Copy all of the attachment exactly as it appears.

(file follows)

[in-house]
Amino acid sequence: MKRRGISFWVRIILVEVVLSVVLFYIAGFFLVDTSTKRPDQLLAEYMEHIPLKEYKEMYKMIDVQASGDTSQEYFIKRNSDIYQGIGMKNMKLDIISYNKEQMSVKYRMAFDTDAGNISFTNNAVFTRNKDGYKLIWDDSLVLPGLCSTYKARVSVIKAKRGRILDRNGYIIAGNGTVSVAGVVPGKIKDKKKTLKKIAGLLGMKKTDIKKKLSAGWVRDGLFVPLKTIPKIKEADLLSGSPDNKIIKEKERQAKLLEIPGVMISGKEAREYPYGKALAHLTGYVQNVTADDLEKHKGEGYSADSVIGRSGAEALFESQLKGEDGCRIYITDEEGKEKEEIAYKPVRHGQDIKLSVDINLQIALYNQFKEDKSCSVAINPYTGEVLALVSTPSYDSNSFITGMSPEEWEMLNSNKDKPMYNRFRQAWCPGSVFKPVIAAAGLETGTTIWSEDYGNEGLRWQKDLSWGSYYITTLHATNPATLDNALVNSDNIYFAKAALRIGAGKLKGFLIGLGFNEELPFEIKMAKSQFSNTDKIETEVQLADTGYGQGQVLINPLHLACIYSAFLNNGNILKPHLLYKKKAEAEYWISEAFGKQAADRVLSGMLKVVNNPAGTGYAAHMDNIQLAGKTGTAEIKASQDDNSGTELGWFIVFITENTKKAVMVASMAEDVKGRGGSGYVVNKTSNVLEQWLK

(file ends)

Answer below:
[in-house]
Amino acid sequence: MKRRGISFWVRIILVEVVLSVVLFYIAGFFLVDTSTKRPDQLLAEYMEHIPLKEYKEMYKMIDVQASGDTSQEYFIKRNSDIYQGIGMKNMKLDIISYNKEQMSVKYRMAFDTDAGNISFTNNAVFTRNKDGYKLIWDDSLVLPGLCSTYKARVSVIKAKRGRILDRNGYIIAGNGTVSVAGVVPGKIKDKKKTLKKIAGLLGMKKTDIKKKLSAGWVRDGLFVPLKTIPKIKEADLLSGSPDNKIIKEKERQAKLLEIPGVMISGKEAREYPYGKALAHLTGYVQNVTADDLEKHKGEGYSADSVIGRSGAEALFESQLKGEDGCRIYITDEEGKEKEEIAYKPVRHGQDIKLSVDINLQIALYNQFKEDKSCSVAINPYTGEVLALVSTPSYDSNSFITGMSPEEWEMLNSNKDKPMYNRFRQAWCPGSVFKPVIAAAGLETGTTIWSEDYGNEGLRWQKDLSWGSYYITTLHATNPATLDNALVNSDNIYFAKAALRIGAGKLKGFLIGLGFNEELPFEIKMAKSQFSNTDKIETEVQLADTGYGQGQVLINPLHLACIYSAFLNNGNILKPHLLYKKKAEAEYWISEAFGKQAADRVLSGMLKVVNNPAGTGYAAHMDNIQLAGKTGTAEIKASQDDNSGTELGWFIVFITENTKKAVMVASMAEDVKGRGGSGYVVNKTSNVLEQWLK